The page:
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Re: Regression in dump-emacs-portable

From: Lynn Winebarger
Subject: Re: Regression in dump-emacs-portable
Date: Thu, 16 Feb 2023 04:54:33 -0500

On Thu, Feb 16, 2023 at 4:31 AM Lynn Winebarger <owinebar@gmail.com> wrote:
> On Wed, Feb 15, 2023, 7:43 AM Eli Zaretskii <eliz@gnu.org> wrote:
>> > From: Lynn Winebarger <owinebar@gmail.com>
>> > Date: Tue, 14 Feb 2023 18:26:07 -0500
>> > Cc: emacs-devel@gnu.org
>> >
>> > On Tue, Feb 14, 2023 at 9:23 AM Eli Zaretskii <eliz@gnu.org> wrote:
>> > >
>> > > What do these tests actually test?
>> >
>> > Whether libraries expected to be redumpable are in fact redumpable.
>> That's the goal, not the actual testing algorithm.  I asked about the
>> latter.  How do you intend to test that a dump succeeded (assuming
>> there's no crash)?
> The dump will have to be performed in a separate emacs process. The easiest 
> criteria to judge is whether the dump file exists and is greater than 0 
> bytes.  Emacs appears to create a 0 byte file when dump-emacs-portable is 
> invoked, which is just not updated if the dump terminates unsuccessfully.
> A second criteria is then to invoke emacs with the dump-file and evaluate 
> some simple expression to verify no unexpected  errors were encountered on 
> load.
> I've started automating my process with some simple shell scripting tracked 
> at https://github.com/owinebar/emacs-redumping.  It's not much yet, but at 
> least I was able to align my efforts between 28.2 and 30.0.50.  The next step 
> will be to create a proper load-time dependency graph, so I can automate the 
> calculation of the minimal list of features that need to be provided so that 
> the maximum number of libraries can be loaded for the dump, with the 
> artificially provided features loaded on an after-init hook (because 
> before-init happens prior to the X frame initialization).
> Once these dependencies are identified and lists are calculated, then 
> creating a set of canned tests should be straightforward.  Some 
> makefile-based approach should be adequate for determining which parts of the 
> dependency graph need to be recalculated after an update.
> I want to calculate these dependencies (and compile-time dependencies) to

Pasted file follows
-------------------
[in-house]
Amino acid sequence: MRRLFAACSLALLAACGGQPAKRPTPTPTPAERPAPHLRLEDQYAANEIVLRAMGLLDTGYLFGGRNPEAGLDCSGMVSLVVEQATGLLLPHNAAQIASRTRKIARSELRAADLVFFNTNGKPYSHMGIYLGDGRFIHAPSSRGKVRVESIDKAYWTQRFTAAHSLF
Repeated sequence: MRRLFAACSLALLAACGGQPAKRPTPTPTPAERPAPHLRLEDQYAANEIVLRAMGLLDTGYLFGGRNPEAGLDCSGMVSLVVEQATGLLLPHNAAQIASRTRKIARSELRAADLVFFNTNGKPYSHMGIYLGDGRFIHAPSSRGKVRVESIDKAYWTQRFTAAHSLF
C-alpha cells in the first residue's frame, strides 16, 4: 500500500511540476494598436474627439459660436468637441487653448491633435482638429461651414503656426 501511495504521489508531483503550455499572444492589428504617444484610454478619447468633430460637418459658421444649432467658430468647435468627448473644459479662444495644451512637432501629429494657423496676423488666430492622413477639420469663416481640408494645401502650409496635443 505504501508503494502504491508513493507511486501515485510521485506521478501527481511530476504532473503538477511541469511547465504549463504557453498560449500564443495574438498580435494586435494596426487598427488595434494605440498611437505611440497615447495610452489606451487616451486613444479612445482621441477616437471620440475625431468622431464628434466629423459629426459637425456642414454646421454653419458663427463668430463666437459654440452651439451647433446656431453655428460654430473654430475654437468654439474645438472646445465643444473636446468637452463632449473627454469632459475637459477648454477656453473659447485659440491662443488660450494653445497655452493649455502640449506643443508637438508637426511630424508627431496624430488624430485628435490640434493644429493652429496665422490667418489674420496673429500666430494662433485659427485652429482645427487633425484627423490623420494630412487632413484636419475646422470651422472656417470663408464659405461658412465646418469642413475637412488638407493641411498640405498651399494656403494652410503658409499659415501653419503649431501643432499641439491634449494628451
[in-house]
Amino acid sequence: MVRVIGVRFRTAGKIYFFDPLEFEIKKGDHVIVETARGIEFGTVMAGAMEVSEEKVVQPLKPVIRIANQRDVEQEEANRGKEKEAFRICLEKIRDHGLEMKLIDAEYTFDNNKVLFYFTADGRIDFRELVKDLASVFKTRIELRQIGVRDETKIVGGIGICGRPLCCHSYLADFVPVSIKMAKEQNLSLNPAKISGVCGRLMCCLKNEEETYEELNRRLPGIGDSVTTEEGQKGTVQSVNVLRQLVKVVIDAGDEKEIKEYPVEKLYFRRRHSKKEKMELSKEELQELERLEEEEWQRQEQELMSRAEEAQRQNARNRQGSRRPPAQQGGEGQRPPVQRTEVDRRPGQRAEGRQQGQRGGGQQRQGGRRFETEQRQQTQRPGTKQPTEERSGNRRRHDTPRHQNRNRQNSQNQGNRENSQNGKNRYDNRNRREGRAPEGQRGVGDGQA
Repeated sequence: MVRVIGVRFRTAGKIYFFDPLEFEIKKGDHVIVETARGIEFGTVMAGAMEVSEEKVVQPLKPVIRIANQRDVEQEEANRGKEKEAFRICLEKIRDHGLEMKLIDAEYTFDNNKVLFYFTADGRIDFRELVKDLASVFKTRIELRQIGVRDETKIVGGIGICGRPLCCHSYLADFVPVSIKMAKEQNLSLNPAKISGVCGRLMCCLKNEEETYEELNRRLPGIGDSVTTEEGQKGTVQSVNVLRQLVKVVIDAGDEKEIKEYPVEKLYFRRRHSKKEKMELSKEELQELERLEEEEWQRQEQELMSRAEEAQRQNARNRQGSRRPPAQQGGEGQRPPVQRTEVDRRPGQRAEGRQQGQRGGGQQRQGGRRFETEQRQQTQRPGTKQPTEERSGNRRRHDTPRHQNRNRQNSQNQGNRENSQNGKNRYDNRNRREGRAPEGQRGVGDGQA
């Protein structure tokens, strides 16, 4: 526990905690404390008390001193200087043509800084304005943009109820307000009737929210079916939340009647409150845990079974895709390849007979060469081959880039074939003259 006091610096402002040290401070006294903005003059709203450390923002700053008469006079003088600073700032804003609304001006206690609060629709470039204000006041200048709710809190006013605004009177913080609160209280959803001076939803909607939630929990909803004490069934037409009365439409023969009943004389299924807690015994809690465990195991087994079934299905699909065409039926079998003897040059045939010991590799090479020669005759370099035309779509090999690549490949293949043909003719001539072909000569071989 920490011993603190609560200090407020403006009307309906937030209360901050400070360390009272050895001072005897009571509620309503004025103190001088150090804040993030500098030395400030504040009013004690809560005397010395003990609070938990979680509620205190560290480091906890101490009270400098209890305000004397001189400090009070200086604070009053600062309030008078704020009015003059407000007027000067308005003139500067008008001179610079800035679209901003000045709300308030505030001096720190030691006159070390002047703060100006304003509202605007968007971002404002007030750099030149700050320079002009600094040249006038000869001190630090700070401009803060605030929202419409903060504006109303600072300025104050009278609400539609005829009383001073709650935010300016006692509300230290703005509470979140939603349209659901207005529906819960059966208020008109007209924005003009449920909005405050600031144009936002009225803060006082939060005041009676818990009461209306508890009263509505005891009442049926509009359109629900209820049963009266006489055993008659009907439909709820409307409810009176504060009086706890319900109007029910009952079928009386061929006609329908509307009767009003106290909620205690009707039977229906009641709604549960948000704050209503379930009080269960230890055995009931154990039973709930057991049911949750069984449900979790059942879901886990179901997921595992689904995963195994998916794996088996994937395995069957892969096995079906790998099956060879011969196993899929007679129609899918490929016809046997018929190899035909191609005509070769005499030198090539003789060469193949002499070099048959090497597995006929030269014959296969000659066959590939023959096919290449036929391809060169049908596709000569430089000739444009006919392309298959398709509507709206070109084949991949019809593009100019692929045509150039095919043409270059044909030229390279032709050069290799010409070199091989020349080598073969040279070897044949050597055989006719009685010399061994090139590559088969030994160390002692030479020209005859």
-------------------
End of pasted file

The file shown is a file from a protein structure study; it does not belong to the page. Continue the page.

> construct a more robust native-compilation build process anyway.
> For a regression test, I would want to record the results from 28.2 as a 
> basis for measuring 29 and 30, at least as a starting point.   In any case, I 
> never see an "abort signal" termination in 28, or even a "weird pseudovector" 
> message.  It's either something incompatible (because I blindly attempted to 
> load the world) as in the "term" subdirectory or dos/w32 libraries under 
> linux, or some redefinition of a character table (which is why I calculate 
> the files loaded in the baseline dump and exclude them).  I got some very 
> lengthy error messages printing out explicit objects from some obsolete 
> libraries, so I exclude them as well.
> And viper demands user input at startup when it's loaded, so it has to be 
> excluded from dumping.  There might be some variable to turn off that 
> annoying behavior, I'm just not interested in investigating.
>> > Almost every library in 28.2 could be redumped, excepting those which
>> > simply failed to load for whatever reason.
>> Don't we have Lisp objects that cannot be dumped?  If we do, then not
>> every library could be dumped even in principle.
> In 28.2, using dump-emacs-portable, the answer is, not many in the libraries 
> in included in the Emacs source distribution.  I excluded the term and 
> obsolete subdirectories from generating the set of libraries to dump (but not 
> from the final set determined from load-history).  Even outside of the emacs 
> distribution, the only problematic objects are dynamic modules.  I assume 
> this is due to dumping in batch-mode.  My exclusion on wid-edit.el is because 
> dumping it in batch-mode appears to bar it from ever subsequently creating 
> proper buttons in a graphic terminal.   But dumping it still succeeds.
>> Another potential issue with this is (assuming you suggest to actually
>> try dumping every library) that it will take too long, and thus will
>> be likely to be skipped in any "normal" run of the test suite, thus
>> missing the point.
> My 2017-vintage laptop dumps the 1252 files, including all of leim, in 34 
> seconds, for a 135MB dump file.
> When I added leim to the exclusions list,  1172 libraries are dumped in 24 
> seconds for a 83MB dump file, which explains why my effort with 30.0.50 
> produces a 75MB dump.  I excluded leim for 30.0.50 because I was encountering 
> too many errors to deal with manually, which explains most of the size 
> reduction.
> I'm not sure how the tests are normally run, but I would think anyone working 
> on pdumper should be interested in a comprehensive test at some point.  Aside 
> from testing on a per-commit basis, isn't there a more comprehensive set of 
> regression tests run pre-release? Does emacs have a CI process regularly 
> running the test suite, or is it more ad hoc?  If nothing else, failures 
> reported from such a routine run could be used to create a more targeted test 
> set for someone actively working on pdumper.

Just to finish this thought - dumping the full set of libraries,
excluding a few expected to fail, should be the "normal" test.  If
24-34 seconds is too long, there are probably other large subsets that
provide substantial coverage in less time. The more comprehensive
file-by-file approach should be reserved for tracking down the cause
of failures in the normal test.  Theoretically, pdumper might be able
to indicate the source library(ies) associated with particular error,
but the file-by-file approach is always available.


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